CU Takes Aim at Banks, But Not All Banks

LAKE JACKSON, Texas — After getting its hand slapped for an earlier ad campaign, Texas Dow Employees CU here is back with another message about banks and credit unions that demonstrates the lesson learned.

The $1.3-billion TDECU's six-week campaign (Credit Union Journal, Oct. 14) takes dead aim at the big national players, emphasizing the financial industry's problems are the result of the big boys, not the community banks or credit unions.

"When I looked back on that first campaign, I realized I made a mistake," CEO Ed Speed told Credit Union Journal. "I failed to differentiate between the egregious behavior of the Wells Fargos and the Chases - taking TARP money and paying big bonuses and so forth - and the really good, solid community banks in this state."

The new campaign, "Bank with Texans," encourages Texans to keep their money in or move it to locally owned CUs and banks, and shun the out-of-state banks that are buying up increasing parts of the local market. The campaign's website makes reference to the purchase of failed Guaranty Bank by Spanish banking giant Banco Bilbao Vizcaya Argentaria, which it refers to as "carpetbaggers." "We are saying, 'You carpetbagger banks, take your money and go home,'" stated Speed. Indeed, one of the six TV commercials produced for the campaign shows money center bankers getting on private jets and heading out of town.

An earlier ad campaign by TDECU led to a cease-and-desist request by the FCIC, which claimed the ads questioned the safety and soundness of the insured institutions. "But we did not compare ourselves to banks financially, or say we are safer and more sound," said Speed of the previous campaign. "But at the time we had other issues to deal with, like the aftermath of Hurricane Ike."

TDCU pulled the ads in October, 2008, three weeks into a planned eight-week run. Yet Speed remained intrigued by the premise of those ads, and chose to rework the message and "have some fun, make it very Texan, and go after these national banks. But at the same time compliment and honor the community banks. And we did that. In the first three weeks our ads didn't even talk about credit unions, saying bank locally with folks you can trust."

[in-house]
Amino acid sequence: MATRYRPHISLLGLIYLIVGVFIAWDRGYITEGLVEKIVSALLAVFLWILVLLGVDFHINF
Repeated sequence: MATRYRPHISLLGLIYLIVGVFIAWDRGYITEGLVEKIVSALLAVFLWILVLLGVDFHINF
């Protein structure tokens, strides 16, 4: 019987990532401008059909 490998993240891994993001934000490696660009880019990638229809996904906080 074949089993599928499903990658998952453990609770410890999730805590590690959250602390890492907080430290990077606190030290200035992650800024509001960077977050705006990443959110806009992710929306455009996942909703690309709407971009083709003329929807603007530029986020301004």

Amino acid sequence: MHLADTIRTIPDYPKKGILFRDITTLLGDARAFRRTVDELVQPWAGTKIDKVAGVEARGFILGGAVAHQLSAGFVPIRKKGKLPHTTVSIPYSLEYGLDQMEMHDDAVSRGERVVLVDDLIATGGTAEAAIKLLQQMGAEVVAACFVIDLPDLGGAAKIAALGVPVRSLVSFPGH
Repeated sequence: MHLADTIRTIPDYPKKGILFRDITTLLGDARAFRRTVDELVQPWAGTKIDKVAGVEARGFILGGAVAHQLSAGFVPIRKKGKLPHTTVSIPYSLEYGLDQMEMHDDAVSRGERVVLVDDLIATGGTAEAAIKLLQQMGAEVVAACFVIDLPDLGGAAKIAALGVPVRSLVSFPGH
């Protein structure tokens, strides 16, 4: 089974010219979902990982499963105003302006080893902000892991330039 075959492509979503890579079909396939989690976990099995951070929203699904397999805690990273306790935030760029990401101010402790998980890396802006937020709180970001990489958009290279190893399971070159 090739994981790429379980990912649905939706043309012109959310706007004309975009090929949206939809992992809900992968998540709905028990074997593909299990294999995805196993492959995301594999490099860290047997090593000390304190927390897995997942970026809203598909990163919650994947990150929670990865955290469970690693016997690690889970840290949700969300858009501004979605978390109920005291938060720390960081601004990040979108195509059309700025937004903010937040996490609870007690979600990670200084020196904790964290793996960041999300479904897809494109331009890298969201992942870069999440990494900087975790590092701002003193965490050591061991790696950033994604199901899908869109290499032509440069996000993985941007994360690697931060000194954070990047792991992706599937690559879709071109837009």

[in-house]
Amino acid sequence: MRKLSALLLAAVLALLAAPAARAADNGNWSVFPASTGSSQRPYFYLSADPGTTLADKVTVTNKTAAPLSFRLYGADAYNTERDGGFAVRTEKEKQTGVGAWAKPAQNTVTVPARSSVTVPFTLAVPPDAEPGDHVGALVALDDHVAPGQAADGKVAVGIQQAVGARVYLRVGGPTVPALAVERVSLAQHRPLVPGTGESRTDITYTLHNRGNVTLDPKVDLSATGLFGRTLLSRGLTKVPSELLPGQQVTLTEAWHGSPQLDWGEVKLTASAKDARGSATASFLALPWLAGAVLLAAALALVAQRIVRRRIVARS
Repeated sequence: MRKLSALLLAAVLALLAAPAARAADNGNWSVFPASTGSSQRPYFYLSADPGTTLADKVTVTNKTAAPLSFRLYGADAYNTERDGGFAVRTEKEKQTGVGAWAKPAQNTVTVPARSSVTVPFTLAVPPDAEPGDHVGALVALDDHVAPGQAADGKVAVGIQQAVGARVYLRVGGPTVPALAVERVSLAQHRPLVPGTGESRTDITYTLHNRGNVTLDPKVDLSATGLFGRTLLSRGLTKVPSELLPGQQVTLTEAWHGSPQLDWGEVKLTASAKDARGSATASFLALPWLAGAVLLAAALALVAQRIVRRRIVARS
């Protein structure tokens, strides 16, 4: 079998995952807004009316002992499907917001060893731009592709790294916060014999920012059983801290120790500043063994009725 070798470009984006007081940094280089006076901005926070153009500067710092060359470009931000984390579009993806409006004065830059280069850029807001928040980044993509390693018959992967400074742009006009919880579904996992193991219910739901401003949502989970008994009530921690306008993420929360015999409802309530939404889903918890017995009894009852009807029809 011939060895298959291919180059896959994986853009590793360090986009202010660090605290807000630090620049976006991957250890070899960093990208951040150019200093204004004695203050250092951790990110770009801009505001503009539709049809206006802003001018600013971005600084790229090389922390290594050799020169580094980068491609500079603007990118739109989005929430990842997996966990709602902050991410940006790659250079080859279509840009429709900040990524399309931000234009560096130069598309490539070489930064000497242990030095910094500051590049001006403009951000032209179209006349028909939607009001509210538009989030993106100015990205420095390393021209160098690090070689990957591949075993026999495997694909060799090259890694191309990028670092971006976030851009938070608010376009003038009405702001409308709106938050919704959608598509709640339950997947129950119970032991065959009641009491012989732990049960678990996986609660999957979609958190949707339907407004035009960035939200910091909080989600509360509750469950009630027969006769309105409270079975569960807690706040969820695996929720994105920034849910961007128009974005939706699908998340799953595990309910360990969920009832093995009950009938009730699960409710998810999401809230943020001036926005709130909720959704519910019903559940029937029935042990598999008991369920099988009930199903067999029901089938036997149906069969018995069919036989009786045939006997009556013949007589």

The message of banking with TDECU became part of the campaign midway through its schedule. "But the tagline was still 'We hope you bank with TDECU, but if not, please choose another local bank or credit union,'" said Speed. "We are tweaking the nose of the big guys. Bank of America has $2.7 trillion in assets. I am not exactly an irritation to them. So we are having some fun at their expense, but also sending a message that these banks don't give a darn about consumers. Keep your money local, with people who will lend it back to the community rather than suck it out."

In addition to encouraging Texans to bank locally, Speed said he hopes the advertising opens a dialogue between credit unions and community banks. "I am extending an olive branch and saying let's be nice and I will go first. I have gotten quite few positive e-mails and letters from local bankers and was written up in one of the Texas banking magazines. I want to change this artificial animosity that bank and credit union trade organizations continue to stir up. We have more in common with community banks than we have differences. The enemy is not each other, it's the huge banks."

The campaign's standalone website (www.bankwithtexans.org) is part of a $40,000 advertising effort that included newspaper in addition to TV. The website carries information about the benefits of banking locally, the TV commercials, and comments from Texans - which are posted unedited by the CU's agency, Andrade Design in San Antonio. "I don't even see them before they go up," Speed said, who acknowledged the agency will only withhold submissions that are "inappropriate."

The campaign is helping get TDECU noticed, Speed said, especially in many of the small towns it will be moving into. The CU plans to open as many as seven branches next year. TDECU averaged 15% growth last year and expects the same results in 2009.